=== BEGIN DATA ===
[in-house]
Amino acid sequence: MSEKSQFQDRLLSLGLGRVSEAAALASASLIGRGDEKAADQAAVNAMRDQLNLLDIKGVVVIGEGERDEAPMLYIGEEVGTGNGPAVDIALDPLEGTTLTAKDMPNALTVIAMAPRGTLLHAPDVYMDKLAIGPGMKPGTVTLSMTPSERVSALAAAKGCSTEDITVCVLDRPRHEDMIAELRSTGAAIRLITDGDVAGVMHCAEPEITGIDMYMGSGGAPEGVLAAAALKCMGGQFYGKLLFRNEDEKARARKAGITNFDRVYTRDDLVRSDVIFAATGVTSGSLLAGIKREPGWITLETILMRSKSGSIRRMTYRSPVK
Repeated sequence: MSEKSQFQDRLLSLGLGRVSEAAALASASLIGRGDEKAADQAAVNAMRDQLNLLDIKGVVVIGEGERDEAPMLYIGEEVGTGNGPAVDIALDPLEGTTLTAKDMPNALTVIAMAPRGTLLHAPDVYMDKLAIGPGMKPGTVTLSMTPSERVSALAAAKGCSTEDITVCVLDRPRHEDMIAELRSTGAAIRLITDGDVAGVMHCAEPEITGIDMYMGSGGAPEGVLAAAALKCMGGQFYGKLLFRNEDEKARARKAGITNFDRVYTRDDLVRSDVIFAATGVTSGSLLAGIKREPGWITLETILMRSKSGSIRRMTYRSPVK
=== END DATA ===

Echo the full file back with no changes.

[in-house]
Amino acid sequence: MSEKSQFQDRLLSLGLGRVSEAAALASASLIGRGDEKAADQAAVNAMRDQLNLLDIKGVVVIGEGERDEAPMLYIGEEVGTGNGPAVDIALDPLEGTTLTAKDMPNALTVIAMAPRGTLLHAPDVYMDKLAIGPGMKPGTVTLSMTPSERVSALAAAKGCSTEDITVCVLDRPRHEDMIAELRSTGAAIRLITDGDVAGVMHCAEPEITGIDMYMGSGGAPEGVLAAAALKCMGGQFYGKLLFRNEDEKARARKAGITNFDRVYTRDDLVRSDVIFAATGVTSGSLLAGIKREPGWITLETILMRSKSGSIRRMTYRSPVK
Repeated sequence: MSEKSQFQDRLLSLGLGRVSEAAALASASLIGRGDEKAADQAAVNAMRDQLNLLDIKGVVVIGEGERDEAPMLYIGEEVGTGNGPAVDIALDPLEGTTLTAKDMPNALTVIAMAPRGTLLHAPDVYMDKLAIGPGMKPGTVTLSMTPSERVSALAAAKGCSTEDITVCVLDRPRHEDMIAELRSTGAAIRLITDGDVAGVMHCAEPEITGIDMYMGSGGAPEGVLAAAALKCMGGQFYGKLLFRNEDEKARARKAGITNFDRVYTRDDLVRSDVIFAATGVTSGSLLAGIKREPGWITLETILMRSKSGSIRRMTYRSPVK